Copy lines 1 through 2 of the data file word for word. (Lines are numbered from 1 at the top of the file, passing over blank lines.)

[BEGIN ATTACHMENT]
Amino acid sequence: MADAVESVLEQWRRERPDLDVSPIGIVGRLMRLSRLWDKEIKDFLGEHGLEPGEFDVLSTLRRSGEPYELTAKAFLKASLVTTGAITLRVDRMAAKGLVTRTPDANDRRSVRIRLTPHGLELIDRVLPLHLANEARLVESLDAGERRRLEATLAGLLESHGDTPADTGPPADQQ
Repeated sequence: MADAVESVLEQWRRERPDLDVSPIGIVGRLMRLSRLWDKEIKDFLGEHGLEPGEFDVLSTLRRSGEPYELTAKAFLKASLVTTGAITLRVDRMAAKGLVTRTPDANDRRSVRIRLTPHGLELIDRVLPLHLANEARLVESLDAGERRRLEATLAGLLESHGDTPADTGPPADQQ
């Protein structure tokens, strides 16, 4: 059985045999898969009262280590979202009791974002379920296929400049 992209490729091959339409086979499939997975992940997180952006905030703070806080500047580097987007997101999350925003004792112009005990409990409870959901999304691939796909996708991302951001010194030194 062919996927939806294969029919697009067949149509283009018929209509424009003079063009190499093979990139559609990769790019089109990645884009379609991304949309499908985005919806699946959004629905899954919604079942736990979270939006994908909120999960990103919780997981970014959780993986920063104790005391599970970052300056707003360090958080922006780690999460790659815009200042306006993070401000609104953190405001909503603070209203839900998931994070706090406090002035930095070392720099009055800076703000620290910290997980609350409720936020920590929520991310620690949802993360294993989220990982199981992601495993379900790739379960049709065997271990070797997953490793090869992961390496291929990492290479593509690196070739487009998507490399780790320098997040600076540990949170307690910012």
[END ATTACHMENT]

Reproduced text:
Amino acid sequence: MADAVESVLEQWRRERPDLDVSPIGIVGRLMRLSRLWDKEIKDFLGEHGLEPGEFDVLSTLRRSGEPYELTAKAFLKASLVTTGAITLRVDRMAAKGLVTRTPDANDRRSVRIRLTPHGLELIDRVLPLHLANEARLVESLDAGERRRLEATLAGLLESHGDTPADTGPPADQQ
Repeated sequence: MADAVESVLEQWRRERPDLDVSPIGIVGRLMRLSRLWDKEIKDFLGEHGLEPGEFDVLSTLRRSGEPYELTAKAFLKASLVTTGAITLRVDRMAAKGLVTRTPDANDRRSVRIRLTPHGLELIDRVLPLHLANEARLVESLDAGERRRLEATLAGLLESHGDTPADTGPPADQQ